I’ve got those blues, if I ain’t got you;
The homicide of lounging and dreaming
Here I stand, tall in the shade,
Expressing no color, caught in my
Cabin overlooking the ocean.
My dreams vanishing like cigarette
Smoke, and I see archetypes of you
Wandering down the stairs, holding
Vogue in your hands; judging Manolo
Blahnik. And we would then argue.
You see, I ain’t got those blues,
If I ain’t got you.
Your life’s journey; one magical movement,
One journey across the melancholy mass,
From Keter to Malchut.
Here I am looking at you; you looking
At me. And I just don’t understand.
And the corner of your dress gets caught
On the edge of the table. You float like
A phantom, and when I would start to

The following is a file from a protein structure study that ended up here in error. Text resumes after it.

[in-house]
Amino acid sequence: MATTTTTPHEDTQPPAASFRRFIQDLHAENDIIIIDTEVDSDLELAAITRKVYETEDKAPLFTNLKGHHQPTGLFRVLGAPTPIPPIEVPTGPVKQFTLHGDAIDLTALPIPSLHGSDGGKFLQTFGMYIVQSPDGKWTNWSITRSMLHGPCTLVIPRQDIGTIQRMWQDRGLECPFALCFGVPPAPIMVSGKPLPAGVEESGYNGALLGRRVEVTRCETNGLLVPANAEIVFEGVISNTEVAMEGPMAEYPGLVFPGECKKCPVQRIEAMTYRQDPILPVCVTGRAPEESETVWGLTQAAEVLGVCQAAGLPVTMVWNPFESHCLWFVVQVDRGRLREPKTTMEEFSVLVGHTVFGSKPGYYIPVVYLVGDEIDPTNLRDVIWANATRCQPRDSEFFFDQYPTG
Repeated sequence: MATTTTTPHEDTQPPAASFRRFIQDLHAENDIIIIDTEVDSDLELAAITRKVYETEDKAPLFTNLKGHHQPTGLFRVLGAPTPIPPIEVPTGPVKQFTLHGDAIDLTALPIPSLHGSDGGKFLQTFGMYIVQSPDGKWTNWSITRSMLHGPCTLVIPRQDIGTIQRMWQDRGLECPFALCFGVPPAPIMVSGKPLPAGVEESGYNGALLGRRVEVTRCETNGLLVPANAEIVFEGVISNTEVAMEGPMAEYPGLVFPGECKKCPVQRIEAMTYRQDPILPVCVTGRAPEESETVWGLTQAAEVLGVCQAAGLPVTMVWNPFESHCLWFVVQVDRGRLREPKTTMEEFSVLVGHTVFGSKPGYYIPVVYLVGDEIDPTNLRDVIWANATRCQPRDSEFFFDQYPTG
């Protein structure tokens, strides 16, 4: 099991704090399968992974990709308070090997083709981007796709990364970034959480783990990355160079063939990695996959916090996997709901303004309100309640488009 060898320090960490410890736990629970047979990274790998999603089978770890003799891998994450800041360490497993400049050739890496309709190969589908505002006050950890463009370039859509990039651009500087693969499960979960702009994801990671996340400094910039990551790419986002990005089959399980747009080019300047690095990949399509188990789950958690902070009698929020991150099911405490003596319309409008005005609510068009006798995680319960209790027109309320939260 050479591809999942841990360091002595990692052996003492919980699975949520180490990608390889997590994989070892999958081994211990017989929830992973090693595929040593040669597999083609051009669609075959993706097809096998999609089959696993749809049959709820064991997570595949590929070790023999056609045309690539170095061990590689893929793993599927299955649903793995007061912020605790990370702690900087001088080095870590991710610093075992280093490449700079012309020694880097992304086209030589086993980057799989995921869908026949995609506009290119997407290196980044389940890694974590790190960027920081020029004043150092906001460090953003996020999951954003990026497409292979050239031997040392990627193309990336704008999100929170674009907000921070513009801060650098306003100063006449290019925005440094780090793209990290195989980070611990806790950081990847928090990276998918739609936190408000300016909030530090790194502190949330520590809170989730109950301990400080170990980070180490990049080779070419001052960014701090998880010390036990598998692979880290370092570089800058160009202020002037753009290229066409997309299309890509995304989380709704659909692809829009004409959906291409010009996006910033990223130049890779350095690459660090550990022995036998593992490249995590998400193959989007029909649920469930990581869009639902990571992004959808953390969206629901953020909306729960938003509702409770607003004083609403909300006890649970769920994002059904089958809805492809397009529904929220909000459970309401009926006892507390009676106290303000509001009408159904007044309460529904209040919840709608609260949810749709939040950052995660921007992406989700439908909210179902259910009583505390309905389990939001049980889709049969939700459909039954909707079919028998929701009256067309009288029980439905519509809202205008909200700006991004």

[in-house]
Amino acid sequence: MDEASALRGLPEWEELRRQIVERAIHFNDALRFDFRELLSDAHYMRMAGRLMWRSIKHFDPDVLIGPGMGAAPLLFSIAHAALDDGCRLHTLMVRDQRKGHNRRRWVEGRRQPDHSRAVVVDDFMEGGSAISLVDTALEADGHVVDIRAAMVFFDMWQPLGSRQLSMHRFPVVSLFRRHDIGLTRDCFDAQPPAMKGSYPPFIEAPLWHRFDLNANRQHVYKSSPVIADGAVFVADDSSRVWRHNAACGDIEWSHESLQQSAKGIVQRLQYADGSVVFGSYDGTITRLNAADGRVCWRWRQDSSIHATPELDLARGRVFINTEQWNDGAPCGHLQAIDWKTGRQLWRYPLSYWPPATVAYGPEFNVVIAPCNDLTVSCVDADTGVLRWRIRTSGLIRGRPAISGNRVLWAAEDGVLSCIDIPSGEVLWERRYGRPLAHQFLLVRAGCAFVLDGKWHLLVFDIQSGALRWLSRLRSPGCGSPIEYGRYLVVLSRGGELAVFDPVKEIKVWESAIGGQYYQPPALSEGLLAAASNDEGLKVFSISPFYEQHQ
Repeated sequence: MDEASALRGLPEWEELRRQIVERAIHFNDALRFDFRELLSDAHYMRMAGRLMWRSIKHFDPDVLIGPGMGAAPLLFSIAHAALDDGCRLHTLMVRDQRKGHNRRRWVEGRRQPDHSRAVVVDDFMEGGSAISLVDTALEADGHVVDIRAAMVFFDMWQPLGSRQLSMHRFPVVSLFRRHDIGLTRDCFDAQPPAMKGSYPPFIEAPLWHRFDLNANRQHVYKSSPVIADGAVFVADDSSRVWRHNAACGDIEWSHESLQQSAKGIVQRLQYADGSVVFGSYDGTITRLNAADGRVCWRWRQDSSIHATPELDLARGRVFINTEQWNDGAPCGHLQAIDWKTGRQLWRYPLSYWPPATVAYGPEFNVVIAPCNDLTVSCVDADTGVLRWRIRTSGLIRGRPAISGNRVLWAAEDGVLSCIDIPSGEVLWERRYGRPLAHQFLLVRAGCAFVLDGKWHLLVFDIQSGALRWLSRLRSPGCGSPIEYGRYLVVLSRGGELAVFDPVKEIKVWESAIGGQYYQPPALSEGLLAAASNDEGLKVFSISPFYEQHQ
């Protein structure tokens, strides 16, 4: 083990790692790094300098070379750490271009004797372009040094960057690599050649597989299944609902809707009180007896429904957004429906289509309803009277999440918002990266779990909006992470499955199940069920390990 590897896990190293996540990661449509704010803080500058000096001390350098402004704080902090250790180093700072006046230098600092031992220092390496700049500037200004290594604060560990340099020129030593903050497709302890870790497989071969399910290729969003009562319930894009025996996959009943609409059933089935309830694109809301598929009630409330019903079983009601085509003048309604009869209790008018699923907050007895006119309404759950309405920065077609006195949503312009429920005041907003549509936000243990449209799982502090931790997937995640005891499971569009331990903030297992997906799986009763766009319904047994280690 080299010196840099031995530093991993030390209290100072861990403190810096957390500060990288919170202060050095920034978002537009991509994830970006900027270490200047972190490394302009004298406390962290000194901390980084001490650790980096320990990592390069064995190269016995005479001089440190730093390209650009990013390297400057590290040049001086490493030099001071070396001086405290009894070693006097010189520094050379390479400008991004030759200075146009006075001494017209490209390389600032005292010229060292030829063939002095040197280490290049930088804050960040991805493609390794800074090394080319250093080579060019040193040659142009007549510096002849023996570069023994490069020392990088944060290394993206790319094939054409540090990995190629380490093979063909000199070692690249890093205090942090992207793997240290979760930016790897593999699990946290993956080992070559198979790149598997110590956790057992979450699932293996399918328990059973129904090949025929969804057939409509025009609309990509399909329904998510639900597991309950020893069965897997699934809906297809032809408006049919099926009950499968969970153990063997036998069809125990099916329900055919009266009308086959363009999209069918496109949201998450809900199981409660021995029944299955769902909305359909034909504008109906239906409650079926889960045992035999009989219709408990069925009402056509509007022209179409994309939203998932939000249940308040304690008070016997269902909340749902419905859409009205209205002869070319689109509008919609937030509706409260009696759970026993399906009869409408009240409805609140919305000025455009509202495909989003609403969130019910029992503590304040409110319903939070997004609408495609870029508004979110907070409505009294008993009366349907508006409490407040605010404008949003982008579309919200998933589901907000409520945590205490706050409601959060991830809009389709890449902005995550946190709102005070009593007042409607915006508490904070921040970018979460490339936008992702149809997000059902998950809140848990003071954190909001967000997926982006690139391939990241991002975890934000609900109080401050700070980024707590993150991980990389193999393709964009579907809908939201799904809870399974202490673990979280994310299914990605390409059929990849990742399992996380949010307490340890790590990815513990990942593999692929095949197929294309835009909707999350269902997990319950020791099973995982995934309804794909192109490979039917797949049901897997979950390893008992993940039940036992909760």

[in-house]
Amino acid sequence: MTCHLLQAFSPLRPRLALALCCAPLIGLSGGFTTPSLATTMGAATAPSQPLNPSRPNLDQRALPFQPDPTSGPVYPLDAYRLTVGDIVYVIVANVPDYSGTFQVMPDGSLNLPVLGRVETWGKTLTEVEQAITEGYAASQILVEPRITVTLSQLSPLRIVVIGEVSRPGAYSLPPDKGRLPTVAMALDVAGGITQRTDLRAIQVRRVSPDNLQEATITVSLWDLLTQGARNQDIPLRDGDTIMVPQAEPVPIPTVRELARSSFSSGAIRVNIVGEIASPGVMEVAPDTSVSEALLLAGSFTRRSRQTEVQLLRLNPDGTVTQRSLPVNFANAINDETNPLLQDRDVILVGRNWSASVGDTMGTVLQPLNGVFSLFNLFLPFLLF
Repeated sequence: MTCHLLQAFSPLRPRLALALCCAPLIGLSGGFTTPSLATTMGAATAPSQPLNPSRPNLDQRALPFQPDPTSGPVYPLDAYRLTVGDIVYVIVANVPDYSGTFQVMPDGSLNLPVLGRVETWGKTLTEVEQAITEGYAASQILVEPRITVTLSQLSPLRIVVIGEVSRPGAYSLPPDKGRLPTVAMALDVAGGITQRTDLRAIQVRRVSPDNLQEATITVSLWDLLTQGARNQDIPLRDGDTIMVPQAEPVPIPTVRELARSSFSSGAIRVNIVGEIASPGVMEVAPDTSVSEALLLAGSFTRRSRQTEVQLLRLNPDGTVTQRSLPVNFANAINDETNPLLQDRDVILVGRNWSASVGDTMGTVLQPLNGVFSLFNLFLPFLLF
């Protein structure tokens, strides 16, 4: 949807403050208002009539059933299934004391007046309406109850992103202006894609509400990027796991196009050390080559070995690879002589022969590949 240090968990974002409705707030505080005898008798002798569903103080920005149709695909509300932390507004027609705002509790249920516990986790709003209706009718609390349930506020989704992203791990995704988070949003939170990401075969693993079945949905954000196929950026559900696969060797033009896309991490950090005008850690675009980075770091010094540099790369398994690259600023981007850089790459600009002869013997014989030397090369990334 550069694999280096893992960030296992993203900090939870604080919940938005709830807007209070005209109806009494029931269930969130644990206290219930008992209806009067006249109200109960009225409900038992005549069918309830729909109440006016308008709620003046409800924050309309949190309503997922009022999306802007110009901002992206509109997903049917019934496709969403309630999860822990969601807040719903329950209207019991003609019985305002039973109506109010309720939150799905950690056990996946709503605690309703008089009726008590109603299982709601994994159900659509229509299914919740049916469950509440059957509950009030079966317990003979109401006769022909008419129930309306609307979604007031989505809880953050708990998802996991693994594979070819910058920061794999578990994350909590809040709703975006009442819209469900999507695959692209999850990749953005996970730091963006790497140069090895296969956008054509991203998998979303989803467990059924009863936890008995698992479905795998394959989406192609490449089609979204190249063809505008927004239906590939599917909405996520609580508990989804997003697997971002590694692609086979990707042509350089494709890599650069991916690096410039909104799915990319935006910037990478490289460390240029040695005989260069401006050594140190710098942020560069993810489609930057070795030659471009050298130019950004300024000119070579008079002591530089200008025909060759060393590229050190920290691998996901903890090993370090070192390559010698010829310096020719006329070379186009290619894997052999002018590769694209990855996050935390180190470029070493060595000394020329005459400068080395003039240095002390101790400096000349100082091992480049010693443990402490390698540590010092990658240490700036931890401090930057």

Complain, you would place your finger
Over my lips; and I would remember
The red-haired girl riding a bike past those
White wooden Pennsylvanian fences,
As summer stammered its baking hell.
And I would remember smelling the scent of
Freshly baked bread, and then recall the moment
Of collecting sea shells on some faraway shore;
The waves folding like freshly pressed sheets
That my mother used to wash then iron.
I remember you wearing an Open-Knit Ballet-Neck
Sweater, smiling like my eyes were some Renaissance
Canvas. You had just beaten me at Twister and we had
Finished a bottle of wine; and I would think of sad love
Songs, as the Cadillac lay half buried in the sand; the chrome
Stained and dripping.
The cabin by the ocean is all I have left of you; strumming
Soul with its peculiarities, but the music was more in you
Than in me. This parliament’s on fire, and I now love your
Complaints concerning my hairstyle. I look for you in the shadows
Of the cabin, for not only do the shadows offer shade from the
Stammered sun, but I now do not understand the light.
Anyway, it’s safer than a strange land.
All I can think of to say is “Stay. Do something.”